Shards - Find Sound

Shards - Find Sound

An experience you’re unlikely to forget.

Rating:

“Their voice is an instrument in itself”. It’s an old cliche; a way of saying their voice can carry a song as much as the drums or the guitar. It’s overused, sure, but buckle up because, with London-based Shards, it actually holds water. The vocals really are their primary instrument.

A collection of 12 singers brought together by Kieran Brunt, their choral arrangements were most recently featured on Nils Frahm’s ‘All Melody’ to spellbinding effect. But until this point, they were accompaniments to other works. Debut album ‘Find Sound’ is the group striking out on their own.

But rather than finding the sound they share collectively, the album is more open to allowing each singer to find their own. All from a different musical background, from teacher to composer, what marks them out as unique is what drives this fascinating record forwards. When the harmonies kick in, it’s beautiful, but the real joy is in hearing how each individual voice weaves among the rest.

From the opening strains of the title track, it feels as though you’ve stumbled across something intimate. As the 12 simply repeat “find sound” amid a few vocal flourishes and smatterings of percussion, you start to notice the textures and variety this process brings. Whether it’s Gaelic lilting or deep bassy tones, every voice has a role to play.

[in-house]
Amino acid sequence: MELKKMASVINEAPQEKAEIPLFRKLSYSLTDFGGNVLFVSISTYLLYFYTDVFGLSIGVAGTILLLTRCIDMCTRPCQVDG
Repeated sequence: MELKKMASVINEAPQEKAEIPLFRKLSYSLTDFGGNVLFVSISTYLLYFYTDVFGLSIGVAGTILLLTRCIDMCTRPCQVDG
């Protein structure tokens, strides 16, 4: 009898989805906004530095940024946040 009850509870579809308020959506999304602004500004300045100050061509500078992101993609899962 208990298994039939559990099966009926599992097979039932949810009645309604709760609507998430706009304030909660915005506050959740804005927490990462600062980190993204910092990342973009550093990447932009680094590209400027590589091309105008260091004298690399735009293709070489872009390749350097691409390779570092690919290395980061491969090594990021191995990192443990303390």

‘Dissect’ utilises them to create more abstract soundscapes, while ‘Beams’ feels heavenly in its choruses despite being distorted through guitar amps. Individual voices are used to haunting effect on ‘Lost’, where each voice seems to be searching for an escape before it all gets claustrophobic. ‘Nebulous’, meanwhile, takes as much inspiration from the intense vocal crescendo of 2001: A Space Odyssey’s Star Gate sequence as it does from the likes of Four Tet and Caribou.

Somewhere between Appalachian Sacred Harp singing, Gregorian monk chants, traditional Gaelic ballads and contemporary ambient, ‘Find Sound’ is an experience you’re unlikely to forget. It’s an often overwhelming one, in fact. It revels in its unpolished nature, bringing out textures that inspire awe at the fact that this is mostly done using the human voice. You can see why the likes of Nils Frahm were clambering to work with them. Their voice, collective and individual, really is an instrument in itself, and an incredible one at that.